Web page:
Happy Birthday to Graveslinger & what have I learned so far
I can't believe it, but it's been one whole year already that Graveslinger has been unleashed to the public. To celebrate this, Graveslinger is available for free on the Kindle for June 29th only!
After all this time, I also have some thoughts about what I learned, how to approach the next book, and whether or not it would be worth it to continue the series.
The first book, Graveslinger, was a struggle for me, something that had been incubating for several years - editing, revising, polishing - and though I did try to go the traditional publishing route, I did find that self-publishing was going to be the going way I got Graveslinger out there. Agents weren't interested, as polite as they were with their rejections, and of course, publishers weren't going to even humor me without an agent in my back pocket.
The plus side to self-publishing Graveslinger was the complete control I had on the product. I could do my own art and design (something I had been training for over thirty years - and it was initially going to be a graphic novel which I intended on illustrating too until I realized just how long it was going to take to produce), I wouldn't have to force myself to adhere to trends or cramming romance in my urban-fantasy-horror, and I get a bigger cut on the sales (when there are sales).
The downside has been putting what little money I had into getting the book launched and it looks like it'll be a long time before I financially recover from it. I do hear that traditional publishers would've left new authors to market on their own, so I feel like that would've had the same result had I gone that route except for one thing: My book could've been on shelves rather than print-on-demand online, hidden among millions of others.
I did attempt uploading to Ingram Spark so I could get it on shelves, but I couldn't get past their clunky upload features (seriously, how many times do I have to upload the cover? If it was uploaded, it shouldn't have a second checkpoint to upload it again, and then again, and then again). Perhaps I'll attempt uploading again before the second book comes out; it's possible I uploaded during a bad period or something - I don't know. Hopefully being on shelves could be in the future.
Regarding Graveslinger itself, I've learned a few things to steer clear of with the follow-up books:
I know flashbacks are either hit or miss with readers, but I've always liked flashback storytelling as long as the flashbacks are separated. I separated mine, made it as clear as I could without actually titling the sections with dates (I'm purposely vague with the timeline in general so I'm not adhering to a specific year), and those I chose to place them in spots that would be rest periods after significant events - some readers still didn't like it. This isn't to say I wouldn't use flashback storytelling in the future at all, but now that I have the bulk of Fiya Diaz's origin story out of the way, there's no use for them in the next few books. So readers can breathe easy about flashbacks "getting in the way" - Wrath of the Worm Wraith won't have them, and neither will Breath of Blood or Necrodust.
I have also learned that readers seem to expect the book to only follow one character. I found this strange as many books I've grown up reading had no problem having multiple characters involved. Chapters and sections that would jump from one character to another, protagonist to antagonist, in separate scenes. As long as it was separated, there was no confusion. At least that's what I thought. I don't write my fiction in first-person POV, so I didn't think there would be any confusion. I'm still going to jump to other characters as my stories unfold, but I'm at least minimizing it for a while - we're going to be following Fiya around most of the time. Perhaps I'm just influenced by other media as well, such as long-format TV series and comic books, that had no problem jumping around to multiple characters. I personally like it, but I'll tone it down for now.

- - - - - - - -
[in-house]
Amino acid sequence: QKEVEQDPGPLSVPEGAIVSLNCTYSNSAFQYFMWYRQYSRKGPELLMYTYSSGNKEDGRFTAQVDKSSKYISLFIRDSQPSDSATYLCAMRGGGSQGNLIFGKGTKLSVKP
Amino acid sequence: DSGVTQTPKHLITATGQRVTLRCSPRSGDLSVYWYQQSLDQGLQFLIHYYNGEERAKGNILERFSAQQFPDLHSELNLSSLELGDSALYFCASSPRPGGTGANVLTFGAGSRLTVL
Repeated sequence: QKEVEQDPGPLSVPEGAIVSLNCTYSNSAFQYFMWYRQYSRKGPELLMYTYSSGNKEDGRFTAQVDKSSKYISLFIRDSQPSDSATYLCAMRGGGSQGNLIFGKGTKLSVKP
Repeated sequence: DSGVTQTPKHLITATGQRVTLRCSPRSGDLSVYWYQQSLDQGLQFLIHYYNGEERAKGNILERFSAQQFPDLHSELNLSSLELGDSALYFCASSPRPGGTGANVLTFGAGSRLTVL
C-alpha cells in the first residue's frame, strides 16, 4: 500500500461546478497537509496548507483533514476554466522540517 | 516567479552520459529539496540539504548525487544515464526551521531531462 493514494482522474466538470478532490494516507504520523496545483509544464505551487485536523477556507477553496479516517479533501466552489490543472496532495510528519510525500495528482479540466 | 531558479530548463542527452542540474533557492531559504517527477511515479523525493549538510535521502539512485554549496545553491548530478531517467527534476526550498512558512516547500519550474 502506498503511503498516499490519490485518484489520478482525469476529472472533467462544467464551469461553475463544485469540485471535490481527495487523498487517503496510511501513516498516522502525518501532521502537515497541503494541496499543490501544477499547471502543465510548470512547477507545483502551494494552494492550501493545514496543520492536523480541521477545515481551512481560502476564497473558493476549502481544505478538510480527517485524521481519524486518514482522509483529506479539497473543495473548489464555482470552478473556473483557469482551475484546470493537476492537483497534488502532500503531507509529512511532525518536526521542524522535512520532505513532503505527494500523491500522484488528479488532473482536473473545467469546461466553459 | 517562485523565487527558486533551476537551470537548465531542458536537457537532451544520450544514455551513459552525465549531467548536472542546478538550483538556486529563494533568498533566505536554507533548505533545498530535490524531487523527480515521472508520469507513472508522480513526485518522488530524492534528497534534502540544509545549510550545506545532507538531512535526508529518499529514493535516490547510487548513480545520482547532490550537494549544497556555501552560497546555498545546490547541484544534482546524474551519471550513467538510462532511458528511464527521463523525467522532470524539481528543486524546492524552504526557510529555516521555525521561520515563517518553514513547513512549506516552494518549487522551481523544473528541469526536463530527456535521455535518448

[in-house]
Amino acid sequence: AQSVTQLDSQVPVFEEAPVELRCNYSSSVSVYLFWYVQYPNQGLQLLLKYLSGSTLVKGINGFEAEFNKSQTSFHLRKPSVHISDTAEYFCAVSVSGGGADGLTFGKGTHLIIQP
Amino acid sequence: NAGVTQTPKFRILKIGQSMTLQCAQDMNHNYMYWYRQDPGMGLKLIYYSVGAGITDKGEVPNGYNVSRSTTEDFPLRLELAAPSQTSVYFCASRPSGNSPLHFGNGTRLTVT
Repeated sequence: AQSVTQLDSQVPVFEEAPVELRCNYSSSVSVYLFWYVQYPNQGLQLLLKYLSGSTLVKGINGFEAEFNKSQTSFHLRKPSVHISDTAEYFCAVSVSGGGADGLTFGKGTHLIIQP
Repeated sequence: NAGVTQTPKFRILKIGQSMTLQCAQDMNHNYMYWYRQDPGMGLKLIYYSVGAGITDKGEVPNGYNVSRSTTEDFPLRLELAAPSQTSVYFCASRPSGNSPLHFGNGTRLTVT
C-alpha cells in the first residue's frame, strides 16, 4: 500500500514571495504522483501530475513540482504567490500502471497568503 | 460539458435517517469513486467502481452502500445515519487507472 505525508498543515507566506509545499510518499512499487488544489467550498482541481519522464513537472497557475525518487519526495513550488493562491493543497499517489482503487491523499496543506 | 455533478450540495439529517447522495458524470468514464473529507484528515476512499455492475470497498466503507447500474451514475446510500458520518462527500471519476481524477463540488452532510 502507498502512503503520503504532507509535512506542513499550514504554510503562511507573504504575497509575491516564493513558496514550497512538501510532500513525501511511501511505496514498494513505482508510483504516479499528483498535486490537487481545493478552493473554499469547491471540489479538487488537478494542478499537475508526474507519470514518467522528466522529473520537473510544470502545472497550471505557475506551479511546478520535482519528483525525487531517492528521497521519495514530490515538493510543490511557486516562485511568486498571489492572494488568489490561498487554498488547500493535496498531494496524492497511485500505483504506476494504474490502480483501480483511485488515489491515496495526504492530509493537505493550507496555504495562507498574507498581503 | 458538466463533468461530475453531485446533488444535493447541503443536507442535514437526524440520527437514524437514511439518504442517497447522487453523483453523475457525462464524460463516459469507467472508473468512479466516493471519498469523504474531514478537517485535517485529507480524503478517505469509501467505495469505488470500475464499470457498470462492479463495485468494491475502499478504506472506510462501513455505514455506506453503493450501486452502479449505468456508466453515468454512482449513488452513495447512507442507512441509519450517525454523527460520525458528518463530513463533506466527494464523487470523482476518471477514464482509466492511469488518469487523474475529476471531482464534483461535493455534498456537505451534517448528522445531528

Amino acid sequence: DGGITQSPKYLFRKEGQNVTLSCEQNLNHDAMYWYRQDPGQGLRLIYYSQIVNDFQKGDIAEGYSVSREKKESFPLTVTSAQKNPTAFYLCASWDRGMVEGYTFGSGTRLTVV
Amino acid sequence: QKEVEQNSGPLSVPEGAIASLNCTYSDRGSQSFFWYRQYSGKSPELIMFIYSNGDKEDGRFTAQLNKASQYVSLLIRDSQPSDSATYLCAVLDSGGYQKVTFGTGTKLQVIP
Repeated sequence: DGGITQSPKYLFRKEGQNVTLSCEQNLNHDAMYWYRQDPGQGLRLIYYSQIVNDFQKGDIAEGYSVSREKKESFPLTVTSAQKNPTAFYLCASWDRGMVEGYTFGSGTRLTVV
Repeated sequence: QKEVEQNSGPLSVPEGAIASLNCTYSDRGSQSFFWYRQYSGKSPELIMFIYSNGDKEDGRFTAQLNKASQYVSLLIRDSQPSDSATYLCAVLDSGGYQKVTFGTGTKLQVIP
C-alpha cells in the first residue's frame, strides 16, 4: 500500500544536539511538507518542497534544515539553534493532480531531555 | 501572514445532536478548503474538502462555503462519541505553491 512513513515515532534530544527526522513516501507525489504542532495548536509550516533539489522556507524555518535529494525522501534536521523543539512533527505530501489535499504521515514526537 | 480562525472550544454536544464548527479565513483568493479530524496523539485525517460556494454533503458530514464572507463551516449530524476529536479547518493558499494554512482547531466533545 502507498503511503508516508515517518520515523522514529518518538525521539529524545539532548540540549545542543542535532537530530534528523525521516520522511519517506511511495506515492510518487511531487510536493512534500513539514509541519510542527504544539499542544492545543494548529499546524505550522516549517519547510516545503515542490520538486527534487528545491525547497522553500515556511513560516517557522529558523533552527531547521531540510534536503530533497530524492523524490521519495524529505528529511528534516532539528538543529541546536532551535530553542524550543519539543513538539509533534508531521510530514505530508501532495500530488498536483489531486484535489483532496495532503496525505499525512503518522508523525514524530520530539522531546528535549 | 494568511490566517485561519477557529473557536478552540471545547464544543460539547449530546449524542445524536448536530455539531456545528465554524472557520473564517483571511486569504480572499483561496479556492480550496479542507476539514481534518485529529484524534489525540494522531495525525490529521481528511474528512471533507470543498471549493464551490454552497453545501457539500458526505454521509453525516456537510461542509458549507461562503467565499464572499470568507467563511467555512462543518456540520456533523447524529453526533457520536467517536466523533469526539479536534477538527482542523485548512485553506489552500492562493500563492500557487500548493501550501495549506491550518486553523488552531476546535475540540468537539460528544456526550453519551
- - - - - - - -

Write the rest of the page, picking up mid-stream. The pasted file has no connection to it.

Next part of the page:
Even though I had two editors on Graveslinger (I can't even remember how many sets of revisions I've gone through), I still kept thinking I could've gone for another proofreading pass. I know big authors have an occasional error here and there - I've seen them - so I can't beat myself up too much over it. I felt beholden to finally getting Graveslinger out and meeting the release date I've been promoting, so I had to just let the final draft be final. I acknowledge it isn't as perfect as I'd hoped, but for next time, I'm going to go through several more editing passes before I even set a release date. There's always room for one more editing pass. I'm self-publishing and they aren't going on shelves - I can always push back the date another month for another proofread.
In addition, there are a couple of things I'll remain stubborn on:
I like chapters that are broken up into segments. I did intend for the segments to be numbered, but my formatting software, Vellum, wouldn't allow it, so I used the rune icon in Graveslinger to break them up. I suppose I could've just used an extra space to break them up, but I find that boring for this series.
At least for this series, I'll still illustrate my own covers, for consistency. If I get other books out there, I may finally outsource to another artist (or allow a publisher to do it if those projects get picked up) but for the Graveslinger series, it'll have my artistic stamp on it.
Wow. I rambled on longer than expected. I don't blog often, and I don't know if I'll ever pick up the pace, but here's to Graveslinger being out for an entire year! I may not have gotten rich off of it, not that I expected to, but I'm proud it's out there and can't wait until I have Wrath of the Worm Wraith presentable for the reading community.